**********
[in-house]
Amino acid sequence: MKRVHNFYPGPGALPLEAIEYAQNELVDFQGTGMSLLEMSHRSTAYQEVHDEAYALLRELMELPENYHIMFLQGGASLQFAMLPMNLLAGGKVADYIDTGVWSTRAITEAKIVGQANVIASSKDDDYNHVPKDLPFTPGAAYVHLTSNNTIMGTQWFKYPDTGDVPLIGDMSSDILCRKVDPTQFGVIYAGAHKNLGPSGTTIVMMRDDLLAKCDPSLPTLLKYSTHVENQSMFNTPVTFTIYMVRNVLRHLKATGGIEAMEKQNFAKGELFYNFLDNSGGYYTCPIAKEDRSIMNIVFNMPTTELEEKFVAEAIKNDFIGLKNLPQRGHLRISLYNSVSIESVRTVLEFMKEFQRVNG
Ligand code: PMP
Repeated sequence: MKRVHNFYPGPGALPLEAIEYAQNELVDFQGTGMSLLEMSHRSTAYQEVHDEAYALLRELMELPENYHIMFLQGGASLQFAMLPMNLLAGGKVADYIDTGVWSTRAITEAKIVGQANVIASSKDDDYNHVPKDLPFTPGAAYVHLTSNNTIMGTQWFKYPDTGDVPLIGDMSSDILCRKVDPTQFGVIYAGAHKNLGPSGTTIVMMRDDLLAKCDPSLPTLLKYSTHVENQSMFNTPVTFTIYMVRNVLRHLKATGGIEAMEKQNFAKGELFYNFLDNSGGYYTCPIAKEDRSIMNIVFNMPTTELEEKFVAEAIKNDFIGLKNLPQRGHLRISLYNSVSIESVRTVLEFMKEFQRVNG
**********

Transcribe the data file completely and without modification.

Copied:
[in-house]
Amino acid sequence: MKRVHNFYPGPGALPLEAIEYAQNELVDFQGTGMSLLEMSHRSTAYQEVHDEAYALLRELMELPENYHIMFLQGGASLQFAMLPMNLLAGGKVADYIDTGVWSTRAITEAKIVGQANVIASSKDDDYNHVPKDLPFTPGAAYVHLTSNNTIMGTQWFKYPDTGDVPLIGDMSSDILCRKVDPTQFGVIYAGAHKNLGPSGTTIVMMRDDLLAKCDPSLPTLLKYSTHVENQSMFNTPVTFTIYMVRNVLRHLKATGGIEAMEKQNFAKGELFYNFLDNSGGYYTCPIAKEDRSIMNIVFNMPTTELEEKFVAEAIKNDFIGLKNLPQRGHLRISLYNSVSIESVRTVLEFMKEFQRVNG
Ligand code: PMP
Repeated sequence: MKRVHNFYPGPGALPLEAIEYAQNELVDFQGTGMSLLEMSHRSTAYQEVHDEAYALLRELMELPENYHIMFLQGGASLQFAMLPMNLLAGGKVADYIDTGVWSTRAITEAKIVGQANVIASSKDDDYNHVPKDLPFTPGAAYVHLTSNNTIMGTQWFKYPDTGDVPLIGDMSSDILCRKVDPTQFGVIYAGAHKNLGPSGTTIVMMRDDLLAKCDPSLPTLLKYSTHVENQSMFNTPVTFTIYMVRNVLRHLKATGGIEAMEKQNFAKGELFYNFLDNSGGYYTCPIAKEDRSIMNIVFNMPTTELEEKFVAEAIKNDFIGLKNLPQRGHLRISLYNSVSIESVRTVLEFMKEFQRVNG